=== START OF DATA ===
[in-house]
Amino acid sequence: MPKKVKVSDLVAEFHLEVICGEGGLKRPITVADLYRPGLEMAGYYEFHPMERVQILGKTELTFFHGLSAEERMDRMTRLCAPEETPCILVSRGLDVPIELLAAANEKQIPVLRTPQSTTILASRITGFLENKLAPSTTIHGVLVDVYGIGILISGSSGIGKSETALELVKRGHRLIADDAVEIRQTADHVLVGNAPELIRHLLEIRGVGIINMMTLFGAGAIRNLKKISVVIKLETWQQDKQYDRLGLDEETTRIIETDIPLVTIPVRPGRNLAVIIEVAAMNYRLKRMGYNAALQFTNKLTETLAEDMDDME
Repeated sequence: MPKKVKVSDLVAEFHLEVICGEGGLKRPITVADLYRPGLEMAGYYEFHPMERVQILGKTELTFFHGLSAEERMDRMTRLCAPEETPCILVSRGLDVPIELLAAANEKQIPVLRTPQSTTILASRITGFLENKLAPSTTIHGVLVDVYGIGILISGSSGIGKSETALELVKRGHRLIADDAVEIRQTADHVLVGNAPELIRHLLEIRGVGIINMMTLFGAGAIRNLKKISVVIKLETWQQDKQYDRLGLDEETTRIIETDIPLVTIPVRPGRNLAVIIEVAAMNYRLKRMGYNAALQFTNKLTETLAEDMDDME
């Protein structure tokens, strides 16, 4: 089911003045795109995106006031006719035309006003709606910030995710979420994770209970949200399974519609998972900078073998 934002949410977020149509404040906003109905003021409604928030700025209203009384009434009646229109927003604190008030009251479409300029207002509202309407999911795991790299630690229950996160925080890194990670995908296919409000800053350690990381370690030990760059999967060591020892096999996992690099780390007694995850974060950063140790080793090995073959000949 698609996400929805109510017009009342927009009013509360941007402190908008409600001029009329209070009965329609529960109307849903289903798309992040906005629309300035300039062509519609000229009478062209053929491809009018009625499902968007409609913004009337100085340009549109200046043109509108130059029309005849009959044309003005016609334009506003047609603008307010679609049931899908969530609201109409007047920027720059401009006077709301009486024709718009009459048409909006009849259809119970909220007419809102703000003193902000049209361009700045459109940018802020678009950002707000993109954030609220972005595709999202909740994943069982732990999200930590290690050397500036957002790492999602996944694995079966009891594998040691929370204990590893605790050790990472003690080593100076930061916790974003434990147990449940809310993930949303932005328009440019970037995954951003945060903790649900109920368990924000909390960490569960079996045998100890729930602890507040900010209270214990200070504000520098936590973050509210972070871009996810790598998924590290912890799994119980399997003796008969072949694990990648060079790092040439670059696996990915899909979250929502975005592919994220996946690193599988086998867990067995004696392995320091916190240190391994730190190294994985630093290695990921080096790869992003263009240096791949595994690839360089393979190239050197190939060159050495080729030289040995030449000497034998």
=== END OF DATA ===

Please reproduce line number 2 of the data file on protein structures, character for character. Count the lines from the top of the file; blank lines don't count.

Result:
Amino acid sequence: MPKKVKVSDLVAEFHLEVICGEGGLKRPITVADLYRPGLEMAGYYEFHPMERVQILGKTELTFFHGLSAEERMDRMTRLCAPEETPCILVSRGLDVPIELLAAANEKQIPVLRTPQSTTILASRITGFLENKLAPSTTIHGVLVDVYGIGILISGSSGIGKSETALELVKRGHRLIADDAVEIRQTADHVLVGNAPELIRHLLEIRGVGIINMMTLFGAGAIRNLKKISVVIKLETWQQDKQYDRLGLDEETTRIIETDIPLVTIPVRPGRNLAVIIEVAAMNYRLKRMGYNAALQFTNKLTETLAEDMDDME